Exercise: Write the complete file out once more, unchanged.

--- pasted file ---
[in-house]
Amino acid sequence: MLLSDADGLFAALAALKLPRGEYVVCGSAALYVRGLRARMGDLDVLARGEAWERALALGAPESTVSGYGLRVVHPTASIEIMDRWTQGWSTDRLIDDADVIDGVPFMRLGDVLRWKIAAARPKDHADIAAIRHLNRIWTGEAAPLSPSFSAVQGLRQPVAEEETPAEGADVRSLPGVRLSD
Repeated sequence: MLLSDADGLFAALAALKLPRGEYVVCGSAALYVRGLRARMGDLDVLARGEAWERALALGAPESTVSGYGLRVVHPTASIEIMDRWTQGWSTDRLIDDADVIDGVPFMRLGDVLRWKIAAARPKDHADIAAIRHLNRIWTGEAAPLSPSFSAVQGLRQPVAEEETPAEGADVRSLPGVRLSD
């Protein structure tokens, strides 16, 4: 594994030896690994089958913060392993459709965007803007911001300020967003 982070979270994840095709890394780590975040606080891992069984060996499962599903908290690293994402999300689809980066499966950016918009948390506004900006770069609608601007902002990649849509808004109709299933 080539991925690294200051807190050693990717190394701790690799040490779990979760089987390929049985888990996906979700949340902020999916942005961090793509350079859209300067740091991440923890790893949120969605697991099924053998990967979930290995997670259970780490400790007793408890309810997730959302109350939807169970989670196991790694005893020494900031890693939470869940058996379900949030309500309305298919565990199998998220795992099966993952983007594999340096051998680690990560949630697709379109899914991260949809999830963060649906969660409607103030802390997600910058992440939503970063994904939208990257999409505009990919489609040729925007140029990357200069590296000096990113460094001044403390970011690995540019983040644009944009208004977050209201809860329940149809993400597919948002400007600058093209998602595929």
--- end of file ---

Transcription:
[in-house]
Amino acid sequence: MLLSDADGLFAALAALKLPRGEYVVCGSAALYVRGLRARMGDLDVLARGEAWERALALGAPESTVSGYGLRVVHPTASIEIMDRWTQGWSTDRLIDDADVIDGVPFMRLGDVLRWKIAAARPKDHADIAAIRHLNRIWTGEAAPLSPSFSAVQGLRQPVAEEETPAEGADVRSLPGVRLSD
Repeated sequence: MLLSDADGLFAALAALKLPRGEYVVCGSAALYVRGLRARMGDLDVLARGEAWERALALGAPESTVSGYGLRVVHPTASIEIMDRWTQGWSTDRLIDDADVIDGVPFMRLGDVLRWKIAAARPKDHADIAAIRHLNRIWTGEAAPLSPSFSAVQGLRQPVAEEETPAEGADVRSLPGVRLSD
């Protein structure tokens, strides 16, 4: 594994030896690994089958913060392993459709965007803007911001300020967003 982070979270994840095709890394780590975040606080891992069984060996499962599903908290690293994402999300689809980066499966950016918009948390506004900006770069609608601007902002990649849509808004109709299933 080539991925690294200051807190050693990717190394701790690799040490779990979760089987390929049985888990996906979700949340902020999916942005961090793509350079859209300067740091991440923890790893949120969605697991099924053998990967979930290995997670259970780490400790007793408890309810997730959302109350939807169970989670196991790694005893020494900031890693939470869940058996379900949030309500309305298919565990199998998220795992099966993952983007594999340096051998680690990560949630697709379109899914991260949809999830963060649906969660409607103030802390997600910058992440939503970063994904939208990257999409505009990919489609040729925007140029990357200069590296000096990113460094001044403390970011690995540019983040644009944009208004977050209201809860329940149809993400597919948002400007600058093209998602595929």